Figure 3: Changes in the severity of headaches in two groups assessed on monthly visits

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PedMIDAS disability scoring

Assessing the patients' QoL before treatment and 3 months after starting treatment showed that in either group, QoL was significantly improved. Children in the amitriptyline group have a lower QoL before starting the treatment (higher PedMIDAS disability grade: severe in amitriptyline group versus mild in coenzyme Q10 group) (P < 0.001). However, comparing two groups showed that there was no significant difference between the two groups 3 months after treatment (P = 0.153) [Figure 4].
Figure 4: Changes in quality of life (PedMIDAS score) in two groups assessed before and after treatment (Higher score means lower quality of life)

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Monitoring drug side effects in two groups showed four children showed drowsiness in the amitriptyline group, and one child showed belly pain in the Co-enzyme Q10 group.

  Discussion Top

This Randomized clinical trial showed that Co-enzyme Q10 might be effective in lowering the frequency, duration, severity of migraine attacks, and ultimately improve patients' QoL. Other studies supported the effectiveness of this substance on the frequency and severity of children and adults with migraine headaches. In 2019, Hajihashemi et al.[20] assessed the effect of coenzyme Q10 and L-carnitine supplementation on different aspects of migraine headaches in 20–40 years old patients with migraine. They demonstrated a significant reduction in severity, duration, frequency of migraine headaches. Another recent study on the effect of Q10 supplementation on 45 nonmenopausal women aged 18–50 years with migraine showed favorable reduction in frequency, severity, and duration of migraine attacks compared to placebo.[21] In 2015, Dalla Volta et al., studying 40 adults with migraines aged between 18 and 65 years, showed that administering Co-enzyme Q10 results in a decrease in frequency and severity of almost half of the patients' headaches for more than 50%.[18] In another study, using coenzyme Q10 supplementation, even in patients with normal levels of it, significantly lower the frequency of migraine attacks.[16],[22] Studying coenzyme Q10 in children is much more limited. Hershey et al. showed that coenzyme Q10 supplementation for 3 months, in coenzyme Q10 deficient children, would result in much lower migraine headaches frequency.[23] Another randomized clinical trial reported similar results and demonstrated that if coenzyme Q10 supplementation discontinues, migraine headaches may exacerbate again.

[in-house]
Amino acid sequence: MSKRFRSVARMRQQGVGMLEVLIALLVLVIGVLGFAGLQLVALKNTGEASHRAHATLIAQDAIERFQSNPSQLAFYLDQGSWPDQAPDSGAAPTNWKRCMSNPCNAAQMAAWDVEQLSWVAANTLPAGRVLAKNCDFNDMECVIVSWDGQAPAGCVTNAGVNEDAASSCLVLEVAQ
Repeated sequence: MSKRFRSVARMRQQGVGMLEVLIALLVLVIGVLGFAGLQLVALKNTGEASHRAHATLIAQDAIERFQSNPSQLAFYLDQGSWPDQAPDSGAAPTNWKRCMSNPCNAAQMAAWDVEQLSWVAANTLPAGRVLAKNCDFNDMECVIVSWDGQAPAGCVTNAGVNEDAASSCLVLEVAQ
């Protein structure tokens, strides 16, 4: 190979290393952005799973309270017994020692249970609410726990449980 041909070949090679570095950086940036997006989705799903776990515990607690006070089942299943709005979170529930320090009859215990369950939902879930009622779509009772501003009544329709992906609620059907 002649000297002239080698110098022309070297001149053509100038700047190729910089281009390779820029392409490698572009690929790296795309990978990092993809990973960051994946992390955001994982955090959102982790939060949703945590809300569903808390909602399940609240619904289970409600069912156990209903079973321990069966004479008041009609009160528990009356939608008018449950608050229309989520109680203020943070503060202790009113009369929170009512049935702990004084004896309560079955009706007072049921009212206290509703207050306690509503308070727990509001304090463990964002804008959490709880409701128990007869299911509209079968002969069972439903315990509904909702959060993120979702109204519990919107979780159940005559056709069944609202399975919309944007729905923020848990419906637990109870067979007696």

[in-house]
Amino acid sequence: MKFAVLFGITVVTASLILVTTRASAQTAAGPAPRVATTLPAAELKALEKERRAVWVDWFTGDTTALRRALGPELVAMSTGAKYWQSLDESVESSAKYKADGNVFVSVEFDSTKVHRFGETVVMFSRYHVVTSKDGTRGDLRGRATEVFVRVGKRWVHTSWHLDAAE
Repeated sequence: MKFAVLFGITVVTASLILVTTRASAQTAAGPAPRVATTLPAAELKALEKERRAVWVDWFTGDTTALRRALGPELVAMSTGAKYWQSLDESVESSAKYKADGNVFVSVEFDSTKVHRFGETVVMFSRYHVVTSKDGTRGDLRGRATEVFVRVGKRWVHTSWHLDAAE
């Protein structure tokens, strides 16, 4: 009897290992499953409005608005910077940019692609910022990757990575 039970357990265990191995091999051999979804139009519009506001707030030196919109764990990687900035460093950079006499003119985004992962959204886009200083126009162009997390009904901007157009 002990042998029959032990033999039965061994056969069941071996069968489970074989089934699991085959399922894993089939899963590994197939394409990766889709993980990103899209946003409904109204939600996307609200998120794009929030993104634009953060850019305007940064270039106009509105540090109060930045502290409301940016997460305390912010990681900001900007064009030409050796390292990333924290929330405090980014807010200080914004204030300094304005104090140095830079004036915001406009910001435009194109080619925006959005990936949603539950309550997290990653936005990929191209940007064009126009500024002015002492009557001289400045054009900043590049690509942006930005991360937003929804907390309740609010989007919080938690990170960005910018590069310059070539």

In line with other studies, in this study, we found significant effects of amitriptyline lowering the frequency, duration, and severity of migraine headaches. Amitriptyline has been studied for many years and is one of the most suggested drugs for the prevention and treatment of migraine headaches. It has shown that even low-dose amitriptyline would work for almost everyone in controlling migraine attacks.[8] A randomized clinical trial study in 2018 in Iran evaluating the efficacy of amitriptyline on the pediatric population, showed that this drug significantly prevents migraine headaches. However, it has more side effects in comparison with other drugs such as melatonin.[24] Reported side effects for amitriptyline include mouth dryness, constipation, increased appetites, drowsiness, and prolonged QT interval.